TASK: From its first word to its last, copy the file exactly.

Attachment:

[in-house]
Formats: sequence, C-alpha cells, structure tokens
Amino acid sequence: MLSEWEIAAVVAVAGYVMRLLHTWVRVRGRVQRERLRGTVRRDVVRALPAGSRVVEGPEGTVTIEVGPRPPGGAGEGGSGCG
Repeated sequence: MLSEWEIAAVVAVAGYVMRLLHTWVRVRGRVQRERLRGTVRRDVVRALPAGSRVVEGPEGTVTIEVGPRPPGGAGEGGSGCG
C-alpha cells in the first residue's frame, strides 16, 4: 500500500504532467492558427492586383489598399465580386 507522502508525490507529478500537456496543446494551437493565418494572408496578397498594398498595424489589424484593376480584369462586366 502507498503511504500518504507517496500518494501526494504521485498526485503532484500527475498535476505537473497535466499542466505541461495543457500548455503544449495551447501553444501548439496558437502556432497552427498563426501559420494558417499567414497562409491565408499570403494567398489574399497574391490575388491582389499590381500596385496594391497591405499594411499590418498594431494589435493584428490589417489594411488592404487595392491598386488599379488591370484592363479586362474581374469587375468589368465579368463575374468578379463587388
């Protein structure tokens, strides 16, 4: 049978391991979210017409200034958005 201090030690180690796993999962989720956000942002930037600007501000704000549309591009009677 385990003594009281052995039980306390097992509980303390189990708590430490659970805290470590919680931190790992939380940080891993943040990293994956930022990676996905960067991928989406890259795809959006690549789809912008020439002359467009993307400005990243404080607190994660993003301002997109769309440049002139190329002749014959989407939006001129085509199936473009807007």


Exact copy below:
[in-house]
Formats: sequence, C-alpha cells, structure tokens
Amino acid sequence: MLSEWEIAAVVAVAGYVMRLLHTWVRVRGRVQRERLRGTVRRDVVRALPAGSRVVEGPEGTVTIEVGPRPPGGAGEGGSGCG
Repeated sequence: MLSEWEIAAVVAVAGYVMRLLHTWVRVRGRVQRERLRGTVRRDVVRALPAGSRVVEGPEGTVTIEVGPRPPGGAGEGGSGCG
C-alpha cells in the first residue's frame, strides 16, 4: 500500500504532467492558427492586383489598399465580386 507522502508525490507529478500537456496543446494551437493565418494572408496578397498594398498595424489589424484593376480584369462586366 502507498503511504500518504507517496500518494501526494504521485498526485503532484500527475498535476505537473497535466499542466505541461495543457500548455503544449495551447501553444501548439496558437502556432497552427498563426501559420494558417499567414497562409491565408499570403494567398489574399497574391490575388491582389499590381500596385496594391497591405499594411499590418498594431494589435493584428490589417489594411488592404487595392491598386488599379488591370484592363479586362474581374469587375468589368465579368463575374468578379463587388
């Protein structure tokens, strides 16, 4: 049978391991979210017409200034958005 201090030690180690796993999962989720956000942002930037600007501000704000549309591009009677 385990003594009281052995039980306390097992509980303390189990708590430490659970805290470590919680931190790992939380940080891993943040990293994956930022990676996905960067991928989406890259795809959006690549789809912008020439002359467009993307400005990243404080607190994660993003301002997109769309440049002139190329002749014959989407939006001129085509199936473009807007």